Pastor David B. Curtis

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Liberty & Unity - Part 2

Romans 14:2-12

Delivered 12/02/2001

Once upon a time two men met at a church convention, and to their mutual surprise, they discovered that they had both been blind, and that Jesus had healed them. One said to his new-found friend, "Wasn't it wonderful when Jesus made mud and put it on your eyes and told you to go and wash? I'll never forget seeing for the first time through wet eyelids!" (John 9:6-7). The other one said, "Mud! Jesus didn't use mud--He just spoke the word and then my eyes were opened, and I could see." (Mark 10:51-51).

The other one replied, "He does use mud." "He does not." "He does." "He doesn't!", exclaimed the other man. "I ought to know, because I was blind, and He just spoke a word, and my eyes were opened."

His friend said, "If he didn't use mud, then your eyes have not been opened, and you're still blind. You just think you can see." And he went on to say "If Jesus did not use mud in your eyes, then I can have no fellowship with you, because you are denying one of the fundamentals of our faith."

As a result of this argument, a little group of Christians gathered whose eyes had been healed by Jesus using mud. They excluded all others and called themselves the "Mudites." Another little group of Christians who had been healed by Jesus with a word gathered together and excluded all others from their company. They called themselves the "Anti-mudites." For the rest of their lives the Mudites and the Anti-mudites continued in rivalry with each other while around them groped blind men and women who never knew that Someone had come to give light to those in darkness.

Does the division between the Mudites and Anti-Mudites sound ridiculous? It should actually sound familiar, because their tale is the tragic story of twenty one centuries of Christianity with its divisions, splits, schisms and denominations.

We began studying Romans 14 last week, and we saw that it is a call for unity of strong and weak believers. It's clear as we study the scriptures that the Lord is very concerned as to how Christians treat one another:

Matthew 18:5-6 (NKJV) "Whoever receives one little child like this in My name receives Me. 6 "But whoever causes one of these little ones who believe in Me to sin, it would be better for him if a millstone were hung around his neck, and he were drowned in the depth of the sea.

Jesus is talking here about Christians. He says, "...one of these little ones WHO BELIEVES IN ME...." He is telling us that how we treat one another is how we treat Him - "Whoever receives one little child like this in my name receives me." The word "sin" in verse 6 is the Greek word skandalizo, which means: "to trap, to lead into sin." Now we're not too familiar with millstones, so let me tell you a little about them. A "millstone" was used for the grinding of corn or grain, every household had one. The household millstones were about 2 feet across and 6 inches thick. It took two women to use it. It probably weighed between 75 to 100 pounds. How would you like to go swimming with that around your neck? You get the point, right? Well this is even stronger than you may think. The Greek word used for "millstone" here is mulos onikos, which means: "a millstone belonging to a donkey". This was not the average household millstone but one so large that a donkey was used to turn it. So Jesus is saying, "You'd be better off dead than to lead a Christian to sin." We need to be very careful how we treat each other. This is an important biblical truth.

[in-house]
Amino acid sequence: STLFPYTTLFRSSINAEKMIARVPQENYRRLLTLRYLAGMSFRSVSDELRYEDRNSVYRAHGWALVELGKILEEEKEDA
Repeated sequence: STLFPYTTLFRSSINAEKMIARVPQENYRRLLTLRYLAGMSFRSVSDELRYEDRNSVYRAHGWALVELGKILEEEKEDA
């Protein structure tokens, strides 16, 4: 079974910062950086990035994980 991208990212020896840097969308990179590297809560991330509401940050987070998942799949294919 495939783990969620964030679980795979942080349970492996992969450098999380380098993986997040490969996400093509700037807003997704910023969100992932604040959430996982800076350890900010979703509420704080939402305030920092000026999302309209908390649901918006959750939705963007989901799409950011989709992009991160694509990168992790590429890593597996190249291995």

In Romans 14 Paul wants us to learn how to get along with each other. He deals here with preferential issues. We all have different backgrounds and preferences, and when we come together in the church there is great potential for conflict. So Paul focuses on the unity of the strong and weak believer.

The "weak" believer is one who doesn't understand his freedom in Christ. He tends to be very narrow and over scrupulous in what he allows himself to do. Why are some believers weak? They may have had legalistic teaching or been taught certain traditions. They don't understand the Word of God in the areas of Christian liberty.

The "strong" believer is one who understands and enjoys his freedoms. He is not bound by non-moral externals. The terms "strong" and "weak" have to do with Christian liberty. It is not dealing with spirituality or maturity.

In striving to keep unity in the church, we must understand that we not only have spiritual and carnal believers, and young and mature believers, but we also have weak and strong believers, and therefore, a potential for conflict. The strong tend to despise the weak, and the weak tend to condemn the strong. Keep in mind that Paul is not dealing with sin issues here but preferences, non-moral preferences. The issue in Romans 14 is not lying, or stealing, it's not fornication or adultery - these things are sin. We're talking here about morally indifferent things. No one has the liberty to sin.

Paul's purpose here is not to attack the scruple of the weak believer; he doesn't do that. What he does is to give some principles to govern our conduct so the strong and weak can live together in harmony.